Frenkel, one of the 21st century’s leading mathematicians, works on one of the biggest ideas to come out of mathematics in the last 50 years: the Langlands Program. In his lyrical autobiography, he reveals a side of math we’ve never seen, suffused with all the metaphysical beauty and elegance of a work of art. Known for his controversial erotic film about math, Frenkel believes a mathematical formula can carry a charge of love. Frenkel is joined by screenwriter and “The X-Files” creator Chris Carter to discuss how mathematics reaches to the heart of all matter, uniting us across culture, time, and space.
Edward Frenkel is a professor of mathematics at the University of California, Berkeley, and was previously on the faculty at Harvard University. He is a Fellow of the American Mathematical Society, and winner of the Hermann Weyl Prize in mathematical physics. His recent work has focused on the Langlands Program and dualities in Quantum Field Theory. Frenkel has authored two books and over eighty research articles in mathematical journals, and he has lectured on his work around the world. He co-produced, co-directed and played the lead in the film "Rites of Love and Math," which French newspaper Le Monde called "a stunning short film... offering an unusual romantic vision of mathematicians."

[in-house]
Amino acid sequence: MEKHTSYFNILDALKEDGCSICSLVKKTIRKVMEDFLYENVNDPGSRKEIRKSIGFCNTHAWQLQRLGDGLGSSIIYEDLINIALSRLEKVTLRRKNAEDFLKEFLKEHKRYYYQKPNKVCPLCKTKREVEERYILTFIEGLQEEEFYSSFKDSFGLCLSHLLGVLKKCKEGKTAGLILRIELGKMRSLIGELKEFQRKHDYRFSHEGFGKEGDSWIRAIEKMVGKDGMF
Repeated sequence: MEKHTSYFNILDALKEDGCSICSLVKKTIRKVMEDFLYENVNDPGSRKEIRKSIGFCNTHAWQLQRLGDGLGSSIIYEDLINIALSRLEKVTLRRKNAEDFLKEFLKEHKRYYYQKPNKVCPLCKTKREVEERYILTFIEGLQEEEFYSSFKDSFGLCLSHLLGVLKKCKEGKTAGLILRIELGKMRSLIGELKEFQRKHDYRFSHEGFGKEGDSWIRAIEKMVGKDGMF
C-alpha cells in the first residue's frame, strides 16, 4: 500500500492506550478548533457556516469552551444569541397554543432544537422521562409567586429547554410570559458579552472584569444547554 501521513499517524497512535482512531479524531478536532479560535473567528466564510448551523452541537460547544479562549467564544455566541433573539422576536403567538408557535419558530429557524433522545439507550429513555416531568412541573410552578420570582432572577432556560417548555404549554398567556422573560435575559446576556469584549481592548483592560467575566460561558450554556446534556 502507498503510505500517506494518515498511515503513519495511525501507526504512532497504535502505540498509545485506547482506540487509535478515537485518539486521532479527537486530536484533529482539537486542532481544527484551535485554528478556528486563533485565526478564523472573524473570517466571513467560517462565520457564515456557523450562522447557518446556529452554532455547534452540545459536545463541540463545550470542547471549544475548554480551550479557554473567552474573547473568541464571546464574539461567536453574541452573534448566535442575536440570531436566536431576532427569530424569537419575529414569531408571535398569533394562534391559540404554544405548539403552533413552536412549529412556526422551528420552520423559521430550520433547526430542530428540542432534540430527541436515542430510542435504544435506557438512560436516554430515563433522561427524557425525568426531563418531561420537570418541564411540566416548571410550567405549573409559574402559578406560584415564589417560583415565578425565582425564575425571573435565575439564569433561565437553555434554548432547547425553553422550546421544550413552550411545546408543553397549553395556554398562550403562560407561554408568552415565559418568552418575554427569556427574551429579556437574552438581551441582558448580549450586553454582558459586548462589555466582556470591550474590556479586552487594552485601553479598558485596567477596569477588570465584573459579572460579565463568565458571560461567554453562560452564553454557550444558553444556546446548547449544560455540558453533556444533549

Described by Time Magazine as a “televisionary,” Chris Carter created one of the most successful television franchises of all time with his award-winning show “The X-Files.” The show ran a remarkable nine seasons, is still seen today in over 60 countries, spawned two films as well as comic book and video game adaptations. Carter also created the shows “Millennium,” “Harsh Realm,” and “The Lone Gunmen.” The impact of Carter’s series is such that in 1997, Time Magazine named him one of “The 25 Most Influential People in America.” After a hiatus from television, Carter is about to return to the medium, helming Amazon Studios very first TV drama pilot “The After,” which he wrote and directed.